ILYA MARRITZ: The first night of 2016, large numbers of women were robbed, sexually assaulted and harassed by roaming posses of young men. Over a thousand assaults were reported to the Cologne police that night. Eyewitnesses described the perps as North African or Middle Eastern in appearance. But curiously, news of the attacks didn't come out until days later. Police and politicians didn't immediately report the attacks. And neither did the press.
STEFAN NIGGEMEIER: It happened at the weekend. It was a holiday, so it’s not really the day when journalists start digging for things. And if was only triggered by social media that the media started to report on this. No major conspiracy, but it looked like that to many people who were suspicious anyway.
ILYA MARRITZ: If Phase 2 was a correction, Phase 3, Panic, triggered an overcorrection, Niggemeier says.
STEFAN NIGGEMEIER: Every tiny story got reported because they didn’t want to be shown to cover it up.
ILYA MARRITZ: But it went further than that. Last spring, German news chiefs gathered in Berlin to reconsider a guideline that is absolutely central to the way reporters cover crime in Germany, a guideline that’s been in place for more than four decades.
EDDA EICK: Guideline 12.1, Reports on Crimes.
ILYA MARRITZ: This is Edda Eick from the Press Council, the print media’s self-governing body. She agreed to read to me from the Code of Ethics.
EDDA EICK: “When reporting crimes, it is not permissible to refer to the suspect's religious, ethnic or other minority membership unless this information can be justified as being relevant to the readers' understanding of the incident. It must be borne in mind that such references could stir up prejudices against minorities.”
ILYA MARRITZ: So, what does that mean? [LAUGHS]
EDDA EICK: Think before you write an article. Think about the relevant information and the effects of your report.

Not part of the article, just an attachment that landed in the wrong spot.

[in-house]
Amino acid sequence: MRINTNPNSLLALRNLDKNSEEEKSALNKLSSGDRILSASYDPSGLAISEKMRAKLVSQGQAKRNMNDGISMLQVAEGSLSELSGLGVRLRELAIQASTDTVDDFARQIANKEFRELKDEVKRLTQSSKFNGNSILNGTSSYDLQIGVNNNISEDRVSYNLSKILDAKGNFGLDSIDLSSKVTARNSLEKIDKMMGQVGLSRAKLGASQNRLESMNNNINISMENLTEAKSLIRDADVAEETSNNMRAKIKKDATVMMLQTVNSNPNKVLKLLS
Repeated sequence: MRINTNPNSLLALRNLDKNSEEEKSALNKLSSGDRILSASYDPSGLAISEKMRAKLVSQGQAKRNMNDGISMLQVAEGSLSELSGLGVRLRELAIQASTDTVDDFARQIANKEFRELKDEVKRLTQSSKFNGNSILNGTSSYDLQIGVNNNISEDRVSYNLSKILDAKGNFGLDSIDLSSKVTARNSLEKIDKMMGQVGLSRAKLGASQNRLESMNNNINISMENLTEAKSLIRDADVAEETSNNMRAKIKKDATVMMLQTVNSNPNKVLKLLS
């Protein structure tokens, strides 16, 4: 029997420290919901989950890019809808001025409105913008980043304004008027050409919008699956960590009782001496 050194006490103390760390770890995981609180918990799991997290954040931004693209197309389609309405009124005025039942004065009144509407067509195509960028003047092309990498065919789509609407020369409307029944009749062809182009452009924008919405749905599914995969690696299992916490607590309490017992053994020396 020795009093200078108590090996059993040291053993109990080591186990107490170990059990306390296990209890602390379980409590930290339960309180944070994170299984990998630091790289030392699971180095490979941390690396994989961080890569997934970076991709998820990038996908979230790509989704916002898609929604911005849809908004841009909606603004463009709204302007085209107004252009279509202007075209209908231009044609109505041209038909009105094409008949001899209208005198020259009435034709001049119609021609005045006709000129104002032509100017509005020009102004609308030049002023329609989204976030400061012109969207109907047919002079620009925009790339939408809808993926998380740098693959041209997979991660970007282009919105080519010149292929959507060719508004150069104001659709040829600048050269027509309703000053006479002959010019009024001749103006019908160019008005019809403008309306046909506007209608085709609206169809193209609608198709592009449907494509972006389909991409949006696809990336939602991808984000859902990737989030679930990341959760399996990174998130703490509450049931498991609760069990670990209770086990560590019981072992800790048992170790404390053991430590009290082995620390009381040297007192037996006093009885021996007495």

[UWE VETTERICK SPEAKING IN GERMAN]
INTERPRETER: The point is to protect minorities from being stigmatized. But what we have unfortunately found is that the way the media is trying to achieve this goal is actually accomplishing the opposite.
ILYA MARRITZ: Uwe Vetterick is the editor-in-chief of the biggest newspaper in Dresden, Sächsische Zeitung or the Saxon Newspaper. He’s also one of the voices saying that Ethical Guideline 12.1 needs to be reconsidered.
INTERPRETER FOR UWE VETTERICK: Of course, most crimes are committed by Germans, but the fact that this is not reported means many of our readers make the false assumption that these minorities are committing the crimes.
ILYA MARRITZ: While we’re talking, he gets up and goes rummaging for some papers.
[RUSTLING SOUNDS/VETTERICK SPEAKS IN GERMAN]
It’s a study completed earlier this year by a local university in cooperation with the newspaper. They did a telephone survey of 300 newspaper subscribers, asking their attitudes about migrants, crime and the credibility of the press. And their answers are full of contradictions. One example: More than half of respondents said foreigners are no more likely to commit crimes than ordinary Germans. But when researchers posed a different question and asked them to specifically guess what portion of crimes are committed by refugees –
INTERPRETER FOR UWE VETTERICK: In almost all categories of crimes, with the exception of murder, the role of refugees is way overestimated.
ILYA MARRITZ: The survey also asked newspaper readers whether they believe the news they read and, again, deep contradictions. Most people said the paper reports fairly on refugees. But when the question was specifically whether the newspaper conceals crimes committed by foreigners, one in four said yes, and almost as many said they weren't sure.
INTERPRETER FOR UWE VETTERICK: So basically, half of our readers believe we are hiding something from them or they’re not sure whether we might be hiding something. That’s not good. Actually, it alarms us, because credibility is our highest value. Our business only works because people believe what we write. And if people don’t believe us on key points, then we have to ask ourselves how to reclaim credibility.
ILYA MARRITZ: So two problems. Newspaper subscribers who should be the best-informed people in the city have a pretty distorted view of foreigners’ role in committing crime. And, on top of that, they often don't believe the news they read anyway.
Stefan Niggemeier, the media critic, pointed out a third problem. In the old pre-Internet days, the biggest daily newspapers pretty much had a monopoly on facts. If they chose not to report the nationality of a suspect –
STEFAN NIGGEMEIER: Ten years ago, probably most people wouldn't have thought about a story. It doesn't work anymore. The whole gatekeeper thing doesn't work.
ILYA MARRITZ: All of this has brought Newspaper Editor Uwe Vetterick to a radical conclusion.
INTERPRETER FOR UWE VETTERICK: We want to always give the nationality of criminals and criminal suspects, regardless of whether it's a German, which it usually is, or a refugee or a foreigner, which is the exception. And we hope this will create more transparency, to clear up the fact that a crime people have heard about wasn't committed by a refugee, which is typically the case. And if it is a refugee, then we’ll say so.